[ntp:questions] Re: server's address in ntp payload?
brian.utterback at sun.removeme.com
Fri Nov 18 13:29:50 UTC 2005
Danny Mayer wrote:
> No it is not a flaw in the protocol design. It would be if it were put
> in. The address doesn't belong there, it belongs in the IP header which
> the receiving server always gets.
I agree that the IP address should not be in the NTP header. I do not
know what should be there, just that something should be that acts as
an authentication token of some sort. Almost all other UDP based
protocols include either a token that identifies the system or the
transaction. The ability to send the UDP packet back with the required
IP address on a multihomed host is not even guaranteed, since such
an ability is only in the SHOULD category and is not in the MUST
category in RFC 1123.
>>been the case that it is easy to get the address from whence a UDP
>>was sent, but there is no portable way to determine to where it was
> You can use sendmsg/recvmsg to do this but it's not implemented on all
> platforms and I declined to work all the issues necessary to use it.
Precisely. There is no portable way to get the IP destination. Why do
you think that is? It's because no reasonable application that is not
dealing in network control itself should need need to know it.
>>This has led to the super-kludge of binding to all IP addresses
>>on the system as being the best of a bad lot.
> Not at all. There are a number of reasons to bind all of the IP
> addresses individually. It's true in BIND too. In NTP it's even more
> important to bind all addresses since that means another application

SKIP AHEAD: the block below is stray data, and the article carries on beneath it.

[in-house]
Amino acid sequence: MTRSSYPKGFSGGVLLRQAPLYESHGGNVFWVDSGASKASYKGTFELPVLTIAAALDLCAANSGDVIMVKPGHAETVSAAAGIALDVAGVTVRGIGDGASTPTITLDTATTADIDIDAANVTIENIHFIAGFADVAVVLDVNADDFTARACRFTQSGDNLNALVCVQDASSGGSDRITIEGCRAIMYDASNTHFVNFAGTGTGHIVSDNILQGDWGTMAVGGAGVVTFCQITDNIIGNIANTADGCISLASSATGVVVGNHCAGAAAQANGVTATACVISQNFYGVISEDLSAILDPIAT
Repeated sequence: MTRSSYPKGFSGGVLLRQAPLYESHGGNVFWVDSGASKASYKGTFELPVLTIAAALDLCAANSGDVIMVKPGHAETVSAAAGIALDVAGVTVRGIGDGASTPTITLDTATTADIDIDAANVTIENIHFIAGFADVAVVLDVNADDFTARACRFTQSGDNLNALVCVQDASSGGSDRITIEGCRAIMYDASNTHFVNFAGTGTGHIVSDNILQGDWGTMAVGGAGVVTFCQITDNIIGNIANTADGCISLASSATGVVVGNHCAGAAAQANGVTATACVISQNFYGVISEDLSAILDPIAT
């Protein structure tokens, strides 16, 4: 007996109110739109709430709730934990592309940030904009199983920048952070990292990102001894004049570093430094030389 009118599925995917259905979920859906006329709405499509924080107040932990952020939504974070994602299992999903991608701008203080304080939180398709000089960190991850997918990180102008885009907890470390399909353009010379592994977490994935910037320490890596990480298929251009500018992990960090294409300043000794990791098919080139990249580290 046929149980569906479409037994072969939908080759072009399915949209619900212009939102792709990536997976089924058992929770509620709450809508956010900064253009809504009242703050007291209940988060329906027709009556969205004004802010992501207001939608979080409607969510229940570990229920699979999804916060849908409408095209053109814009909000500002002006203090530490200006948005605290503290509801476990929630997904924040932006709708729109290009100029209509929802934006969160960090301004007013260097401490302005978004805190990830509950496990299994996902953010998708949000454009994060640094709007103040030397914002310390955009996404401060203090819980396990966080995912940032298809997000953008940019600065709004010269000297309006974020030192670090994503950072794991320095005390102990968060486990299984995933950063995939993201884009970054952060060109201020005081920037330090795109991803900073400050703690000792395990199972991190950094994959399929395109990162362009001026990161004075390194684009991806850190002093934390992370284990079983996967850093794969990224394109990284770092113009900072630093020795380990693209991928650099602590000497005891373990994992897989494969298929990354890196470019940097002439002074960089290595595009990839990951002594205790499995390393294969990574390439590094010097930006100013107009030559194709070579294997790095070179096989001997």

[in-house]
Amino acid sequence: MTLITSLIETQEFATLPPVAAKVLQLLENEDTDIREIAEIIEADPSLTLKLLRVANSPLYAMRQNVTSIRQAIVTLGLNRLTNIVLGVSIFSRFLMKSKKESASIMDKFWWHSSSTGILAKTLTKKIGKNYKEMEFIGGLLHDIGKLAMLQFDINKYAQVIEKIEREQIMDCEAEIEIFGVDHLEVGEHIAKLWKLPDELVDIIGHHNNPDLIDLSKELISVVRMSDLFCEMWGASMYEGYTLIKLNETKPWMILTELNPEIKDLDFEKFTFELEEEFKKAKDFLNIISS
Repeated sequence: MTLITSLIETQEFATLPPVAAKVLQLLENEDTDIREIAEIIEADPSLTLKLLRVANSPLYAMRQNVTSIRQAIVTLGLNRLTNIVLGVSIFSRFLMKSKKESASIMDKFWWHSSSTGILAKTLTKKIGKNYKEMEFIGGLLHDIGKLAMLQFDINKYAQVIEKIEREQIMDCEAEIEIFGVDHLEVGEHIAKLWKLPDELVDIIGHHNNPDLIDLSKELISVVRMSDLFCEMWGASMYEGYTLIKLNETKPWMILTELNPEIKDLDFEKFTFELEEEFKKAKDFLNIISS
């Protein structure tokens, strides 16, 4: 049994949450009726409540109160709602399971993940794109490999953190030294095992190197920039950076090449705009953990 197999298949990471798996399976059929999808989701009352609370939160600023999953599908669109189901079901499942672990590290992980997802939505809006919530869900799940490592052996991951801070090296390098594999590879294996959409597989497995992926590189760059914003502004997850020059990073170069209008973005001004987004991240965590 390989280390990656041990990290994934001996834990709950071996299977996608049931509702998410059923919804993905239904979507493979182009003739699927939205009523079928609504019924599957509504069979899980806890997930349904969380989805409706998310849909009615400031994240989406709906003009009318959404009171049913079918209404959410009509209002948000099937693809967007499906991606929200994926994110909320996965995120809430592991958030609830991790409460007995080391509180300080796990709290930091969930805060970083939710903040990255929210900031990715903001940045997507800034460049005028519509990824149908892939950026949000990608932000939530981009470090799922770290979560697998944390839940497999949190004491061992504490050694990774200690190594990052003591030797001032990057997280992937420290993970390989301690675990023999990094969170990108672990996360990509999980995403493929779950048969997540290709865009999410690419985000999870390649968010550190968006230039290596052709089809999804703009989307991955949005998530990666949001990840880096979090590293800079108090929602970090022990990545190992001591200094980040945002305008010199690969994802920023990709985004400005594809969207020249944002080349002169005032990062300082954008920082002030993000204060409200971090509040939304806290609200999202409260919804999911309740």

> cannot be using the NTP port. You don't want another application setting
> the clock or sending out its own spurious packets.
I do not know why BIND does it, but my guess is that it needs
to know what interface a packet arrived on. The whole "grab it
so nobody else can" thing is pretty bogus. It is a complete non-issue
on any UNIX based system. I know you deal with the Windows port,
and I couldn't say what the ramifications on that platform might
be, even there, having an auth token in the NTP header would solve
the problem without binding to all the interfaces.
> You MUST guarantee
> that you return packets ONLY on the same address that the requester
> packet was sent to, you must do authentication using only one address
> and only accept packets between those two addresses that you can
> validate once you have an agreed-upon authentication.
That is my whole point. It is only because you rely on the IP address
for authentication that you have all of these "MUST" requirements. That
is the flaw.
"Having them stolen may become our distribution model..."
Nicolas Negroponte on the Hundred Dollar Laptop.
Brian Utterback - OP/N1 RPE, Sun Microsystems, Inc.
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